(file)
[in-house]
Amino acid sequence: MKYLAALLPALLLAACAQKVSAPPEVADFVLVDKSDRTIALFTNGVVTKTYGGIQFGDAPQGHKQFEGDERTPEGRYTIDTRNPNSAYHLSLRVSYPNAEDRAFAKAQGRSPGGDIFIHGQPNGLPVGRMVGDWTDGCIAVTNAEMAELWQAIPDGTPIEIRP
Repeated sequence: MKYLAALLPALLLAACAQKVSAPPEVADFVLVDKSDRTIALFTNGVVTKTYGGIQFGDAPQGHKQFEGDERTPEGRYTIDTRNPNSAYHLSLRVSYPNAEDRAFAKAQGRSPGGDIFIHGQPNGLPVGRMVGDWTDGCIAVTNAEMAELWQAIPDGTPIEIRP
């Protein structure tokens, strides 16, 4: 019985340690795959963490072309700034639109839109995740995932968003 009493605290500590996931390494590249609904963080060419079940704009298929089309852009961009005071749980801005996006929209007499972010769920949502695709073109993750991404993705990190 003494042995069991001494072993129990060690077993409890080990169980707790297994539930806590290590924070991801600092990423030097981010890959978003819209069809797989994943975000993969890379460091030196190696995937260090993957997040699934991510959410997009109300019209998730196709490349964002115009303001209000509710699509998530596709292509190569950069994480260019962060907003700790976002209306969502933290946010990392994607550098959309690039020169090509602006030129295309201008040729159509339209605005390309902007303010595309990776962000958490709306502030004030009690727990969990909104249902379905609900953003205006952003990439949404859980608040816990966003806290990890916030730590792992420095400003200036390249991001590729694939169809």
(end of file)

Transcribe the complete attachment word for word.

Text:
[in-house]
Amino acid sequence: MKYLAALLPALLLAACAQKVSAPPEVADFVLVDKSDRTIALFTNGVVTKTYGGIQFGDAPQGHKQFEGDERTPEGRYTIDTRNPNSAYHLSLRVSYPNAEDRAFAKAQGRSPGGDIFIHGQPNGLPVGRMVGDWTDGCIAVTNAEMAELWQAIPDGTPIEIRP
Repeated sequence: MKYLAALLPALLLAACAQKVSAPPEVADFVLVDKSDRTIALFTNGVVTKTYGGIQFGDAPQGHKQFEGDERTPEGRYTIDTRNPNSAYHLSLRVSYPNAEDRAFAKAQGRSPGGDIFIHGQPNGLPVGRMVGDWTDGCIAVTNAEMAELWQAIPDGTPIEIRP
């Protein structure tokens, strides 16, 4: 019985340690795959963490072309700034639109839109995740995932968003 009493605290500590996931390494590249609904963080060419079940704009298929089309852009961009005071749980801005996006929209007499972010769920949502695709073109993750991404993705990190 003494042995069991001494072993129990060690077993409890080990169980707790297994539930806590290590924070991801600092990423030097981010890959978003819209069809797989994943975000993969890379460091030196190696995937260090993957997040699934991510959410997009109300019209998730196709490349964002115009303001209000509710699509998530596709292509190569950069994480260019962060907003700790976002209306969502933290946010990392994607550098959309690039020169090509602006030129295309201008040729159509339209605005390309902007303010595309990776962000958490709306502030004030009690727990969990909104249902379905609900953003205006952003990439949404859980608040816990966003806290990890916030730590792992420095400003200036390249991001590729694939169809």